The focus on tangible reforms often obscures the important work going on in the background: the practice of continuous political engagement with local peoples and communities, which is necessary to turn short-lived protests into an enduring movement.
Grassroots organizers, radical organizations, and the networks they comprise, can also play a role in the short windows of opportunity that accompany disruptive moments. Even though the commitment was brief, the Black Visions Collective in Minneapolis took advantage of the uprisings when it pressured local leaders to pledge to transform the city’s system of policing. “Defund the police” might not have emerged as a signature demand if it were not for Minneapolis activists. And when mass protests develop, either locally or nationally, it is often the community organizing groups that help direct support to protesters in need (through bail funds and other forms of mutual aid), educate non-participants who might be interested in joining in protests, and continue to frame issues in a manner that continues to mobilize support.
Still, there are always tensions and contradictions within community organizing, movement and institutional building, and mass protests. As movement scholars Frances Fox Piven and Richard A. Cloward warn in Poor Peoples’ Movements, mass protest and institutional building can be in conflict, as the latter might sap the energies of the former or even actively discourage spontaneous protest. Yet it is important to build robust movement institutions that won’t collapse under the weight of their contradictions. They must be flexible and retain the ability to honestly assess mistakes and experiment with tactics and strategies.
Paying attention to community organizing reminds us of the importance of local, and even state-based, political work. It is tempting to measure the “progress” of protests and movement-building against the national legislative scoreboard. But cuts to police budgets, the implementation of grassroots justice projects, and the transformation of economic and political conditions that breed state and interpersonal violence will occur locally, where democratic participation is more achievable. When we see democracy wither in cities and towns, we know we are in deep trouble.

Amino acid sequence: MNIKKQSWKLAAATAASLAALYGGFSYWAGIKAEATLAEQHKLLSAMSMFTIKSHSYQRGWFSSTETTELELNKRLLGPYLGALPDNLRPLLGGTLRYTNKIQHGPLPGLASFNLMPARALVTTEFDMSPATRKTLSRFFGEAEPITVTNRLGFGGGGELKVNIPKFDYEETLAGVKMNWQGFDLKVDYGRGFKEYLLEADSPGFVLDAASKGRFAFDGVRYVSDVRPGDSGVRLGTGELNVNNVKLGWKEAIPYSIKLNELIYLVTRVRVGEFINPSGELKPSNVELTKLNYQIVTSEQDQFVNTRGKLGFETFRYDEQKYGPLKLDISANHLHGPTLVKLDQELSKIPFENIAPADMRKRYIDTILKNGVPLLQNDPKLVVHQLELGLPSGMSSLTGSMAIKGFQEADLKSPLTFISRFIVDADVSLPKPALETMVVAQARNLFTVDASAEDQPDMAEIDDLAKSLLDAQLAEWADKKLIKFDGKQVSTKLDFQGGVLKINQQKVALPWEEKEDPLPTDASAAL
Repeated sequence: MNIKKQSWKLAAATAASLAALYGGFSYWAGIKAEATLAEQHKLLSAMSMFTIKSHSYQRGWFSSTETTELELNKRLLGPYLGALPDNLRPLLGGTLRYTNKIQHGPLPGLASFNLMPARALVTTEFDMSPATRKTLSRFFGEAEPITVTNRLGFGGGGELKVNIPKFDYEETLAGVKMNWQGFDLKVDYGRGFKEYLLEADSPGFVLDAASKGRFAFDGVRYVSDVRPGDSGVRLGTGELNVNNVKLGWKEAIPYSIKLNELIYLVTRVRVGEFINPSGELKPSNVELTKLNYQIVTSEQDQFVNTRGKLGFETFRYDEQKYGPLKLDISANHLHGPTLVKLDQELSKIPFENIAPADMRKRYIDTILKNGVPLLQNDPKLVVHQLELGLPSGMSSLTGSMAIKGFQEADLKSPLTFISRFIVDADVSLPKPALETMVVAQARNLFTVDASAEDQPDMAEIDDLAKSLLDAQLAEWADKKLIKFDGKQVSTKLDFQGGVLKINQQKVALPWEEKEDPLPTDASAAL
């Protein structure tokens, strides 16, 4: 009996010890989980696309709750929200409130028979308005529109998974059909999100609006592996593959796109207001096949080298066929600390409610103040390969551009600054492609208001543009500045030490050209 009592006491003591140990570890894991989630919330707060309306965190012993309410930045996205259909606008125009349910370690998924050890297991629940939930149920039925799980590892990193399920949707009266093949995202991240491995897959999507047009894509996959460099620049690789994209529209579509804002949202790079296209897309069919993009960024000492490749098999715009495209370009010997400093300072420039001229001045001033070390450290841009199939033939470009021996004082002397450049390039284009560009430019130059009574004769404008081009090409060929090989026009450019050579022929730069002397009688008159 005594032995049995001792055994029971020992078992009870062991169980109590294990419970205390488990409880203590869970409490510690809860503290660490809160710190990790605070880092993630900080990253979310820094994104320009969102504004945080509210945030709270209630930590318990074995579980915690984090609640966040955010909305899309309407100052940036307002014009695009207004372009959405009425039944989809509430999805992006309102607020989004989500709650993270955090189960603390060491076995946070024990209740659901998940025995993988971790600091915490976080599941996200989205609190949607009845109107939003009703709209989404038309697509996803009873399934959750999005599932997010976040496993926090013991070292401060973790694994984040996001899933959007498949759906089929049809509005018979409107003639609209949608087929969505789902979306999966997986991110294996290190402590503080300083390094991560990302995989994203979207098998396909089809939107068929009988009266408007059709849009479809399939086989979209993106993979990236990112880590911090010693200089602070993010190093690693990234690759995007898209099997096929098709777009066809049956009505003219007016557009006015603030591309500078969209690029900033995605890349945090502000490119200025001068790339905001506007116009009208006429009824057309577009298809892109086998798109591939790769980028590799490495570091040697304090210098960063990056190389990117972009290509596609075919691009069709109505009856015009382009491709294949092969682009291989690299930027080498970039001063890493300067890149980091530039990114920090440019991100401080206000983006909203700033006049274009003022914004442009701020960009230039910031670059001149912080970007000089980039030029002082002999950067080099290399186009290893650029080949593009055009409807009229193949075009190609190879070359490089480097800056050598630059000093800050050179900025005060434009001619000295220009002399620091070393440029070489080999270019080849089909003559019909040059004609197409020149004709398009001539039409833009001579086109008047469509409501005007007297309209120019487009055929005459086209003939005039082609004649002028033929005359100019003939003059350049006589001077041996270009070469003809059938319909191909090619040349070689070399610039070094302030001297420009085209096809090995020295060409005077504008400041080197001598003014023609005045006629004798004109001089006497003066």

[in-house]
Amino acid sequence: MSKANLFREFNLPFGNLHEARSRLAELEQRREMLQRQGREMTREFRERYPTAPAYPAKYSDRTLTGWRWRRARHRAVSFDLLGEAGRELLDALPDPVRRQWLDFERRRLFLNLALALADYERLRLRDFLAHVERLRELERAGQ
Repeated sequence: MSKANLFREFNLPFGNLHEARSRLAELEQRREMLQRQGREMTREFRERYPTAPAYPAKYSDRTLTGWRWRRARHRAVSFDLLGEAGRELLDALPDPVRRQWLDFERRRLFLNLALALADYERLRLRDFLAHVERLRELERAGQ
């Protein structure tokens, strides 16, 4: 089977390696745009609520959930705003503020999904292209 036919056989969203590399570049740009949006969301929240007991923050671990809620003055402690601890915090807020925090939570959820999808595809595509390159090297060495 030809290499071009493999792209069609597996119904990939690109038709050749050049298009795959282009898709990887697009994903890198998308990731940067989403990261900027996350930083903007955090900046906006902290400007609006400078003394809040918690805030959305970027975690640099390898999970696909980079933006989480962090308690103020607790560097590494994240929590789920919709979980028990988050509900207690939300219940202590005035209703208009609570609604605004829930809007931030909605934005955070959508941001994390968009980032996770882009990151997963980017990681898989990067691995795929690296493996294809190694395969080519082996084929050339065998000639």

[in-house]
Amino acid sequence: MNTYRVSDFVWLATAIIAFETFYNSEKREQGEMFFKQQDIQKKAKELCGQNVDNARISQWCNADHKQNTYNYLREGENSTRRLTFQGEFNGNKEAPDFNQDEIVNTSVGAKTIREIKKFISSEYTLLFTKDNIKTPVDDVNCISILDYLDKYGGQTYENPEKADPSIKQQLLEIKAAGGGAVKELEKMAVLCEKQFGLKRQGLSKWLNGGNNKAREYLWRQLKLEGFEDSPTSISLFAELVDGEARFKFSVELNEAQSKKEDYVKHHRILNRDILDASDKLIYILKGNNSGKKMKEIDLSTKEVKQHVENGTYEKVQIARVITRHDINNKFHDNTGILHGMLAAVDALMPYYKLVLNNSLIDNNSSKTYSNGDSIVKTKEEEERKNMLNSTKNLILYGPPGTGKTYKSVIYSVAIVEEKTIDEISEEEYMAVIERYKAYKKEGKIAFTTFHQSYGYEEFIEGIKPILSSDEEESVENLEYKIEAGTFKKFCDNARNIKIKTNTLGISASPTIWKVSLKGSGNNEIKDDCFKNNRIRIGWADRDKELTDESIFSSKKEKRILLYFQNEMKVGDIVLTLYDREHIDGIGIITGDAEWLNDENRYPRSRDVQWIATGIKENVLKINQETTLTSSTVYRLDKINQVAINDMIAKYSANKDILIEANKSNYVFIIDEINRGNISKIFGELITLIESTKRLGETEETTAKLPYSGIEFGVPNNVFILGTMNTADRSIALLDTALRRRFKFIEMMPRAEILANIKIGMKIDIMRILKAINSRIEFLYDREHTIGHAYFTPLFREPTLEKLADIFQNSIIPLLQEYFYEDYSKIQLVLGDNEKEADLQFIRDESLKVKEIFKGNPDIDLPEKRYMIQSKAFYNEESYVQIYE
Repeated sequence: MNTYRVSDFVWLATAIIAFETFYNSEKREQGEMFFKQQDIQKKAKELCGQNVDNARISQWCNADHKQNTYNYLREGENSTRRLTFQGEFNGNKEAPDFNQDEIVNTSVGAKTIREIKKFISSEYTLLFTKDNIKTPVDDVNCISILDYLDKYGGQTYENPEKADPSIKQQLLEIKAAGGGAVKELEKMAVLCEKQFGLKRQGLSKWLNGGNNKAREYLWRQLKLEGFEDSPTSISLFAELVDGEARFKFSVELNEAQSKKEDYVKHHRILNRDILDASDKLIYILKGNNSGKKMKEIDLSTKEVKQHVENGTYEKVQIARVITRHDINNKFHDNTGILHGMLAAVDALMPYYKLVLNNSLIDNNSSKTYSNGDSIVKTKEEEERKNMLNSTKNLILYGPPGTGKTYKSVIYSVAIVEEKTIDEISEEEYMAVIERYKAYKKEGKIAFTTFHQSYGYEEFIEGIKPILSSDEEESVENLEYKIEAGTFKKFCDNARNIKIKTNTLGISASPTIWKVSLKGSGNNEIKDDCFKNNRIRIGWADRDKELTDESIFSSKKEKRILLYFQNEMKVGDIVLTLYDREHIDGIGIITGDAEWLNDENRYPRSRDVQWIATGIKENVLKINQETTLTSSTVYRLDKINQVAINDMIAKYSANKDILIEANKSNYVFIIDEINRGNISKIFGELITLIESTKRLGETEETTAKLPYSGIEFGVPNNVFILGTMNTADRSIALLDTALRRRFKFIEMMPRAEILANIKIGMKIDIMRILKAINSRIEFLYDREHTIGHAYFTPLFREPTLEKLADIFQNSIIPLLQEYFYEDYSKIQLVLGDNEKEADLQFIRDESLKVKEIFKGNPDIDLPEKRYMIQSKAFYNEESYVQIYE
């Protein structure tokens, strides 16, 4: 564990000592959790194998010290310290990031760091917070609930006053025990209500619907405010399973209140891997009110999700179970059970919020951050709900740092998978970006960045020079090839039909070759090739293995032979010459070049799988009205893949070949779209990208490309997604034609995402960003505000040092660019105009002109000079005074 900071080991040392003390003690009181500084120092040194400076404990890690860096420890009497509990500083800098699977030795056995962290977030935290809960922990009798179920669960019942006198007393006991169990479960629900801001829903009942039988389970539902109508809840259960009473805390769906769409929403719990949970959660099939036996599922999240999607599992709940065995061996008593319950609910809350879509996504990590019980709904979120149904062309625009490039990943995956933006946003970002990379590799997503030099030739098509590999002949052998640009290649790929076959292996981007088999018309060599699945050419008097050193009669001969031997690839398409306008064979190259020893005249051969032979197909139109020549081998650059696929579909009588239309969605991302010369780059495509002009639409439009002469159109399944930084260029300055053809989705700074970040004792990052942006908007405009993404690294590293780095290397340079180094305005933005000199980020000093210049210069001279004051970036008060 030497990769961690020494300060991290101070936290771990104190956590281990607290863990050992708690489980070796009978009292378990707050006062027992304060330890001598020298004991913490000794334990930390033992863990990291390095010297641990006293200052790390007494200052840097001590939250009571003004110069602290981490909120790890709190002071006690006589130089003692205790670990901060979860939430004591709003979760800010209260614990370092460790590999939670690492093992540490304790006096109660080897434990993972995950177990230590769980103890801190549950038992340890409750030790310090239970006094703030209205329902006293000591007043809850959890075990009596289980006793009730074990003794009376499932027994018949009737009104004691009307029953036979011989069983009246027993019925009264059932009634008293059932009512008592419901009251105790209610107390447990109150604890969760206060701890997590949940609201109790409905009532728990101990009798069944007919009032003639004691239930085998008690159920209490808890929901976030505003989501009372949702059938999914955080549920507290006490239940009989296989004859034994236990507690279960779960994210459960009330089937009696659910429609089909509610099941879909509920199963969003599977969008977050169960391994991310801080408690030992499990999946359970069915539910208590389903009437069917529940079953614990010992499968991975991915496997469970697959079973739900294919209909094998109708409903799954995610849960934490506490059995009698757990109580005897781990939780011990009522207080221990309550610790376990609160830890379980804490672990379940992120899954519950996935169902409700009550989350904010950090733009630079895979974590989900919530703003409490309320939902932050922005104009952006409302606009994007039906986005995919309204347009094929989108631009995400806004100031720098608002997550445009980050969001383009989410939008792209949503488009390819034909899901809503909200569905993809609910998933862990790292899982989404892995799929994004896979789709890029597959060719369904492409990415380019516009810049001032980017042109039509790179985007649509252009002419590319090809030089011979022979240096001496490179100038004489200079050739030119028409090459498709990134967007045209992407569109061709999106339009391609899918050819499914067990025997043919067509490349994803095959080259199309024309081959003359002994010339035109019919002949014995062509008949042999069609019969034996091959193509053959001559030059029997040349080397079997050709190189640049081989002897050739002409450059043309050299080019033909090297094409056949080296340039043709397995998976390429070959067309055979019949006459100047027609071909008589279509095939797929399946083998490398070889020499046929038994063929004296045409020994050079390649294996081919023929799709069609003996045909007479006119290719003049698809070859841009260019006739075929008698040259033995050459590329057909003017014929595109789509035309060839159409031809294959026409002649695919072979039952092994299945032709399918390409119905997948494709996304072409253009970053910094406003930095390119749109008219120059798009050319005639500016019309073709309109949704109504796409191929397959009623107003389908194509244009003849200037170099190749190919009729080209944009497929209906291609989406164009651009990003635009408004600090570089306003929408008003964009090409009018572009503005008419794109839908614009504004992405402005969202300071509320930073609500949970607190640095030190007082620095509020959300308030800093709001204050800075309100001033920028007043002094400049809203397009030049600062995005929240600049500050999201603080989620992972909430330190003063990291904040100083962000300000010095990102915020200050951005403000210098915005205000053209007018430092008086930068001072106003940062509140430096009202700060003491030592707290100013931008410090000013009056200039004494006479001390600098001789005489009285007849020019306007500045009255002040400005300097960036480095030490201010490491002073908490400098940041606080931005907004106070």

As I found out in Ann Arbor in 2014, confronting entrenched power can cause a person to question whether the long hours of movement work are worth the effort. But what would it mean to go beyond the binary of failure/success and to adopt a more nuanced view? That’s the advice of activist-intellectuals Angela Davis, Gina Dent, Erica Meiners, and Beth A. Ritchie in Abolition. Feminism. Now. They contend that we miss much in terms of the impact of abolitionist organizing when we focus on “dominant metrics for success and failure created by the very systems and institutions that produce and naturalize racist and heteropatriarchal violence.” They point to “normative evaluative logics of success,” such as passing legislation, crafting policy, and creating organizations as examples.
As historians Mary Frances Berry and Keeanga-Yamahtta Taylor argue, protests and movements can reverberate long after street demonstrations and campaigns dissipate. National events sometimes mobilize people locally and create protest cultures. These cultures not only demonstrate what is possible in terms of building peoples’ confidence and capacity to act, they can establish necessary networks for future protests and organizing.
All the while, we know that the power imbalance between racial justice activists and the police is huge. I’ve come to think about the meanings of the 2020 protests in the context of this dialectic. While the saying “it’s a movement, not a moment” has almost become cliché in the last several years, it is vital that we think about what the summer 2020 uprisings did in that moment—the protests against the killings of Breonna Taylor and George Floyd ushered in the kind of legitimation crisis for the police that this country has not seen before. The global protests against state violence also initiated a leap forward in anti-racist consciousness, especially among the young. While mass protests can open opportunities for accelerated changes in politics and culture, the results are seldom assured. They can bring us to a moment of reaction, as we have experienced, or to what I call the “in-between” moment of political struggle, until the next wave of protests.
Cathy J. Cohen, speaking as “a Black queer woman in a country built on anti-Blackness,” wrote in 2020 that there is “no saving, repairing, or reimaging democracy, at least for me, that does not start with the cessation of our systemic death. To save democracy, first and foremost, you have to stop killing us.” And, as abolition-feminists such as Davis, Kaba, Ruth Wilson Gilmore, and Andrea J. Ritchie have long noted, the movement to stop police killings must be oriented toward long-term transformation. This orientation forces us to think about how policy changes, collective actions, and institutional efforts not only save lives in the near term but also undermine the legitimacy of policing in the long term. It requires attention to grassroots participatory democracy and a rejection of a system of criminalization, punishment, and our consent to be ruled by the arm of the state that exploits its monopoly on deadly force. Instead of just asking, “What bills has the movement gotten passed?” we should be asking how we can enlist more people in a movement to create a more humane, nonviolent, and democratic system of public safety, one that is based on justice and respect, not domination.